In Defense of Marriage


There is nothing more sacred than the marital bond. And in these increasingly liberal times, there is no more sacred decision than to defend it. Marriage means stability, fidelity, and the reality that our children grow up knowing love. That’s why when I say what I’m about to say, I don’t do so lightly. For years, I’ve been afraid to express what I truly believe, because I know public opinion is against me. But America. I can’t stay silent any longer. Call me “small-minded,” call me “medieval,” but I just don’t think astronauts should be allowed to get married.

Marriage is the union between an earth-man and an earth-woman, and space-men cannot be—should not be—included in our current definition.

We have to put a stop to this senseless inclusivity. I, for one, don’t see why we need to kowtow to the demands of a vocal minority. Wake up, America! Political correctness makes us weak. What will astronauts want next? For us to teach about the wonders of the Horsehead Nebula and retrograde rockets in our elementary schools? Disgusting.

I get it. Astronauts are people too. But does that mean their way of life is something we should be encouraging? The statistics don’t lie: the vast majority of Americans are not astronauts and will never be. At most, some go through a period wondering how it would feel but never act on it. Where do we draw the line?

Ultimately, arguments for inclusion need to be weighed against what’s best for our country. If we codify astronaut-marriage, we’re basically saying “it’s ok to be an astronaut”, “it’s normal”, “it’s not a choice”. Well, truth bomb, it’s isn’t normal! NASA accepts only a fraction of 1% of its applicants. To become a certified trainee, you first have to excel in engineering coursework, be in peak physical condition, and preferably have a pilot’s license or experience in military aviation. You’re telling me an astronaut doesn’t choose that lifestyle? Really?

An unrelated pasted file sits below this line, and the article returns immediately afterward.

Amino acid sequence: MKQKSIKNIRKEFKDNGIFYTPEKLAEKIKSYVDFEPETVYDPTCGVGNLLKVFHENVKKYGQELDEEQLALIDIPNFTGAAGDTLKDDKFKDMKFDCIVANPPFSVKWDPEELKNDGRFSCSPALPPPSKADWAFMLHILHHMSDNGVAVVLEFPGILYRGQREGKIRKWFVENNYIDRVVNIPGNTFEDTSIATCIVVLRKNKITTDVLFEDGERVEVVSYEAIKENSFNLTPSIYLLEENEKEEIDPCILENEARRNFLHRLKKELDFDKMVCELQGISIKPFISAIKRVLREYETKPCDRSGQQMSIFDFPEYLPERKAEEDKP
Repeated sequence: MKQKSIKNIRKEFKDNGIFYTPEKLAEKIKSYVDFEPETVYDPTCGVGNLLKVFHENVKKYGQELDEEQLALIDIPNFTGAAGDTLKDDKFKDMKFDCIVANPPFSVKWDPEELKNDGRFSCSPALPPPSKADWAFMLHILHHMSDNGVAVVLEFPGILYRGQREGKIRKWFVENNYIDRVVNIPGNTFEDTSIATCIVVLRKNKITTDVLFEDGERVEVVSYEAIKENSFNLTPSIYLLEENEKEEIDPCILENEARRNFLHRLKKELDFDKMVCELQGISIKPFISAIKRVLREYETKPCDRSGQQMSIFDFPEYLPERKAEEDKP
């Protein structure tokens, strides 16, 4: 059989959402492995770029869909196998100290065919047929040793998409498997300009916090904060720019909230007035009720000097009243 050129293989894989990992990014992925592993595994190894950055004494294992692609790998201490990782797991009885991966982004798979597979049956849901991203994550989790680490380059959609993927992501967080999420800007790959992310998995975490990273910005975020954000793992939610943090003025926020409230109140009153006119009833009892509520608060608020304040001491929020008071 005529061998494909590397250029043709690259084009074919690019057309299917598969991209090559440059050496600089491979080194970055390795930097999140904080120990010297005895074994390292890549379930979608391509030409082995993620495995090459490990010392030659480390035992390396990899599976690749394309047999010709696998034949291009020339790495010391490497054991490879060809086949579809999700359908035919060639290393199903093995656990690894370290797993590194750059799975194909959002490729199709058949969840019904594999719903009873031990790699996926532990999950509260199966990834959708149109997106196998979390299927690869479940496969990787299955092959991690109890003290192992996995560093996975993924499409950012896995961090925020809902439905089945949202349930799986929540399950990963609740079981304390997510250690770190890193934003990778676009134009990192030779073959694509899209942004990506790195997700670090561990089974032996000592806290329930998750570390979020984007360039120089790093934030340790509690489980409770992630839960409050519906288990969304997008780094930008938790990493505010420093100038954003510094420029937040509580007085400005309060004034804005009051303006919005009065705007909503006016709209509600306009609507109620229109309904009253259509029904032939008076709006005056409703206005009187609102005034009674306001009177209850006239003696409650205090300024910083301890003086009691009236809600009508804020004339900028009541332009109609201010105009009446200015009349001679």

I’m worried for America, and I’m worried most for America’s families. I had a beautiful childhood, in which two, earth-bound, parents, taught me the principles of honest living. What happens to a child when he needs guidance and one or both of his parents are orbiting hundreds of miles above him, floating in apparent weightlessness? How does he interact with the rest of society? I don’t even want to imagine it. If we change the definition of marriage to include astronauts, we might as well erase our current definition of the American family.

Luckily, there’s still time to act. The founding fathers established the amendment system so that our constitution would always reflect the most modern, enlightened beliefs. That’s why I support an amendment which bans a minority group from equal protection under the law. Would I support a civil union between astronauts? Maybe. But marriage? Might as well serve the constitution for breakfast.

I mean, what’s next?

Allowing people to marry musicians?

–CJS ’16

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